4 DIY Pipe Fixtures

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There are definite times when you need to call a plumber to deal with a problem in your home. But having a go at minor repairs and maintenance task yourself will save you money, reduce the chances of a major issue developing and improve your DIY skills. So next time one of the following problems occurs, why not try to fix it yourself?

1. Sweaty Pipes in the Basement

The pipes in your basement can sweat with cold water condensation that provides an ideal growing medium for mold. This mold can then spread along the whole pipe releasing spores and making the basement extremely unpleasant. If you have any items stored there they can be damaged beyond repair, so it's a good idea to prevent it. This is a simple fix, cut some foam pipe insulation to size, and use it to cover any exposed pipe work that you can reach. Don't worry too much if you can't reach every piece of pipe, as every inch covered will diminish the likelihood of other lengths of pipe sweating.

2. Your Pipe is Leaking

If you have a small leak in one of your pipes, you will need to slow it down temporarily. This is not a permanent fix, but it will be useful to minimize damage while waiting for a plumber. Initially you will need to turn off your water supply, if possible drain the pipe and clean around the leak. After this is done get some garden hose and cut a small length to cover the hole, allow for a couple of extra inches at each end. Place the garden hose over the hole and secure each end tightly with a hose clamp.

3. The Pipes in Your Home Bang When You Flush the Toilet

This is probably being caused by high water pressure; plumbers refer to this as “water hammer”. The banging of your pipes is just the symptom, what you cannot see is the damage that this high pressure is causing to joints and washers in your system. Another good reason to correct this problem is that this can cause wear and tear on your dishwasher and clothes washer. The quick fix here is to locate the pressure regulator on the incoming waterline and turn down the water pressure. As a benchmark you should be looking at an incoming pressure of between 40 to 50 psi. You can adjust this with the simple turn of a screw. It's a good idea to double check the psi with an inexpensive pressure gauge. To check the water pressure, connect the pressure gauge to an exterior faucet and turn it on. If after all this the problem persists, it can indicate a more serious problem and you will need to call a plumber.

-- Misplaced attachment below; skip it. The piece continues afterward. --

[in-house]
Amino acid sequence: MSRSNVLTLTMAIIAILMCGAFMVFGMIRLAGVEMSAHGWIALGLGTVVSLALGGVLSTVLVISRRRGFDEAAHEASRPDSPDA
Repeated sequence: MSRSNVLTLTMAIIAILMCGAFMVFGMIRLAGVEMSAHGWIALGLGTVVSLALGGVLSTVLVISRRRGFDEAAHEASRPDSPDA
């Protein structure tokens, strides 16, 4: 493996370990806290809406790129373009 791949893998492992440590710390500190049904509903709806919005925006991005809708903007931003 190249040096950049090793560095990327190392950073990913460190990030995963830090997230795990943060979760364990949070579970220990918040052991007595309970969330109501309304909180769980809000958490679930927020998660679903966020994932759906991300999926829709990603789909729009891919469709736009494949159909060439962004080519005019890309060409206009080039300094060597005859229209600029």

4. Your Radiators Are Making a Knocking Sound

This sound is caused by air trapped in the system, so you need to remove the air using the bleed valve. On most radiators the bleed valve is at the top opposite of the inlet valve. You will need a screwdriver and a bucket to catch the water that is about to come out. Open the inlet valve by unscrewing it counter clockwise, place the bucket under the bleed valve and unscrew it with the screwdriver. Be careful as the water that will come out will be very hot. The water will probably sputter out at first. Let the water continue to come out until there is a steady flow with no air bubbles. Once you have finished you should go around your home and bleed all your other radiators. Hopefully this will fix the problem but if it continues you should call a plumber out as it could be a more serious fault.

These are just a few of the minor plumbing problems that you can fix yourself. In the event of a major problem occurring however it's always a good idea to seek the advice of a professional. If you would like more information regarding any plumbing issues you may have, contact Scott English Plumbing.